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Swing bridge

A swing bridge is a movable bridge that has as its primary structural support a vertical locating pin and support ring, usually at or near to its center of gravity, about which the turning span can then pivot horizontally as shown in the animated illustration to the right.

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Syria

Syria (سوريا), officially known as the Syrian Arab Republic (الجمهورية العربية السورية), is a country in Western Asia, bordering Lebanon and the Mediterranean Sea to the west, Turkey to the north, Iraq to the east, Jordan to the south, and Israel to the southwest.

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Tawfiq of Egypt

Mohamed Tewfik Pasha (محمد توفيق باشا, Muhammed Tevfik Paşa; April 30 or November 15, 1852 – January 7, 1892), also known as Tawfiq of Egypt, was khedive of Egypt and the Sudan between 1879 and 1892 and the sixth ruler from the Muhammad Ali Dynasty.

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Thomas Fletcher Waghorn

Thomas Fletcher Waghorn (1800–1850), whose statue stands in Chatham, Kent, was a postal pioneer who developed a new route from Great Britain to India.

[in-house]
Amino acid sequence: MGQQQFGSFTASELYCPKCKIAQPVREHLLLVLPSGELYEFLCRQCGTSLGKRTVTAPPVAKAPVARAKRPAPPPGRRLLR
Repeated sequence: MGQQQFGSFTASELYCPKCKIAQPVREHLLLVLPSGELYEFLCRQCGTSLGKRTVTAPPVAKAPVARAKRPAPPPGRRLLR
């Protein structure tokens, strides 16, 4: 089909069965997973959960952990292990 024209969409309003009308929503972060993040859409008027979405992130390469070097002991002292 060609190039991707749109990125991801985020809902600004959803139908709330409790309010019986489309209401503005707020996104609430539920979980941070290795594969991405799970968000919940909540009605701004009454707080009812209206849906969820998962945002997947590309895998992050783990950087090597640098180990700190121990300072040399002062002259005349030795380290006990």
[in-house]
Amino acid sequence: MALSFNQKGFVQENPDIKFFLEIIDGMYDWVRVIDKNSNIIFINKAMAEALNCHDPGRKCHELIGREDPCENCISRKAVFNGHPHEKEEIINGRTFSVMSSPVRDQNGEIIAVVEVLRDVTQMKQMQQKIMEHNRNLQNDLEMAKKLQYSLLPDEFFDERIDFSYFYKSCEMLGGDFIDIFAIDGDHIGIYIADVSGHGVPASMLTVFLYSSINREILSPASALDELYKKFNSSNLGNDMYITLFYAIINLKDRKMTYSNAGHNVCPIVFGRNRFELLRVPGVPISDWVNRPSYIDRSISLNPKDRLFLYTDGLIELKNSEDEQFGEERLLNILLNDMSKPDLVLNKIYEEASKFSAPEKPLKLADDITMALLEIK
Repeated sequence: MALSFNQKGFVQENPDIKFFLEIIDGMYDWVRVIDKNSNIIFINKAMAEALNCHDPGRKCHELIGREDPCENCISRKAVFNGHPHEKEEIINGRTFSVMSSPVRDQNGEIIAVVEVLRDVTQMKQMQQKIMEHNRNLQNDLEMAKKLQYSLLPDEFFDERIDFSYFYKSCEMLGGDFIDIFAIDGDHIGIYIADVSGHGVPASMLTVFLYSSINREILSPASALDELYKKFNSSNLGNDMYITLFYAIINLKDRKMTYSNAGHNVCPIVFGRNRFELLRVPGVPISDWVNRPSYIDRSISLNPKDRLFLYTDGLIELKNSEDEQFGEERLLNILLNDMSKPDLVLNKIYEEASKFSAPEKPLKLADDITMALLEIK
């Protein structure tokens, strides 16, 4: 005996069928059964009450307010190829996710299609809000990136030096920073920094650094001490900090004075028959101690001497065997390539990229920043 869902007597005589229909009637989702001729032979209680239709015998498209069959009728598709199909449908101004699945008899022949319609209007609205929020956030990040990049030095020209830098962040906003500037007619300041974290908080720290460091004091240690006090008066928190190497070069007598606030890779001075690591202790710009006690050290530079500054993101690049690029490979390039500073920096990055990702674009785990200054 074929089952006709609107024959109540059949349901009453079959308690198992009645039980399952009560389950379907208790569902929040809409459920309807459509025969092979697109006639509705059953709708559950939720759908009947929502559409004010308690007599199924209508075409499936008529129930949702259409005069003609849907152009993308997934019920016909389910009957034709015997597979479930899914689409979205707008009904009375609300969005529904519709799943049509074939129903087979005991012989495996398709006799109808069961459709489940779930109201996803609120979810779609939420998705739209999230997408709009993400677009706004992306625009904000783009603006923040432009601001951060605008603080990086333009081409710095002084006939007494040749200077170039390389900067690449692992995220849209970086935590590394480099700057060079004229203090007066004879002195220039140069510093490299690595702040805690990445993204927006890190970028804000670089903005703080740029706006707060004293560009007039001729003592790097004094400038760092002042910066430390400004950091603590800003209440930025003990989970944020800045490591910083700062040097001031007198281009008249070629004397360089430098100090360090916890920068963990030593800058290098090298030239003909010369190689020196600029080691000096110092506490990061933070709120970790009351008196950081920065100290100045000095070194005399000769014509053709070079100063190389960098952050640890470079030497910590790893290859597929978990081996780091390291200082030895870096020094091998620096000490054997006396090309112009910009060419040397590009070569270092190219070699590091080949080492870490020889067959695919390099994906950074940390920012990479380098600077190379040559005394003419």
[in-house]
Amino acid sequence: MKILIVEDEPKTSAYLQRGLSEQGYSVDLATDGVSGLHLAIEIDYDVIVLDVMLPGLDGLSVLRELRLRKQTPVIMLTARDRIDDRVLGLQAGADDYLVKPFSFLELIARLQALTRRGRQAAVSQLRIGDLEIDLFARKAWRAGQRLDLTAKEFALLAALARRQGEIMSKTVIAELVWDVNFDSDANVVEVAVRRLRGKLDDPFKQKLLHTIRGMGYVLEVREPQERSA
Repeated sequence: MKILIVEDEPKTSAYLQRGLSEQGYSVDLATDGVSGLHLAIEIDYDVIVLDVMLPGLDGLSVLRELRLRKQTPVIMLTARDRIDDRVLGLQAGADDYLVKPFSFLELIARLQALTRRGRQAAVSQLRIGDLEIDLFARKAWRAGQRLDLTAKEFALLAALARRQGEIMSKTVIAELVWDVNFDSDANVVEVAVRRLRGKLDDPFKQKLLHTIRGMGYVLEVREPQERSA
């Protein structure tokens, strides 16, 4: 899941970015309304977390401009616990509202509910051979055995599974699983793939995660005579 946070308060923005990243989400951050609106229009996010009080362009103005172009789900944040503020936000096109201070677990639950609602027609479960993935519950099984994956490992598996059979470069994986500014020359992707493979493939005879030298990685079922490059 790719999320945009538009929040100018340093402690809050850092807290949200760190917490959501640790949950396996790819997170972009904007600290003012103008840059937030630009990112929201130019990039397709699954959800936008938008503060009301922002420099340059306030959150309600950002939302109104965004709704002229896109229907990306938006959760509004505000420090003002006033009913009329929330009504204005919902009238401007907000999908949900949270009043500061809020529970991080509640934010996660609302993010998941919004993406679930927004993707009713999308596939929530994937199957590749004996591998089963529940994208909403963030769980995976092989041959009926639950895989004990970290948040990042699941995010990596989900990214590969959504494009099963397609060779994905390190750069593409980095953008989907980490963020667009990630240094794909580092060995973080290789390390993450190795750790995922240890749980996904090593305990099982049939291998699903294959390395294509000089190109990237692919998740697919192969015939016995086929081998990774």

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Tide

Tides are the rise and fall of sea levels caused by the combined effects of the gravitational forces exerted by the Moon and the Sun and the rotation of Earth.

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Trajan

Trajan (Imperator Caesar Nerva Trajanus Divi Nervae filius Augustus; 18 September 538August 117 AD) was Roman emperor from 98 to 117AD.

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Treatise

A treatise is a formal and systematic written discourse on some subject, generally longer and treating it in greater depth than an essay, and more concerned with investigating or exposing the principles of the subject.

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Trireme

A trireme (derived from Latin: trirēmis "with three banks of oars"; τριήρης triērēs, literally "three-rower") was an ancient vessel and a type of galley that was used by the ancient maritime civilizations of the Mediterranean, especially the Phoenicians, ancient Greeks and Romans.

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Tsunami

A tsunami (from 津波, "harbour wave"; English pronunciation) or tidal wave, also known as a seismic sea wave, is a series of waves in a water body caused by the displacement of a large volume of water, generally in an ocean or a large lake.

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Tugboat

A tug (tugboat or towboat) is a type of vessel that maneuvers other vessels by pushing or pulling them either by direct contact or by means of a tow line.

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Turbidity

Turbidity is the cloudiness or haziness of a fluid caused by large numbers of individual particles that are generally invisible to the naked eye, similar to smoke in air.

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Twelfth Dynasty of Egypt

The Twelfth Dynasty of ancient Egypt (Dynasty XII), is often combined with the Eleventh, Thirteenth and Fourteenth Dynasties under the group title Middle Kingdom.

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Tyro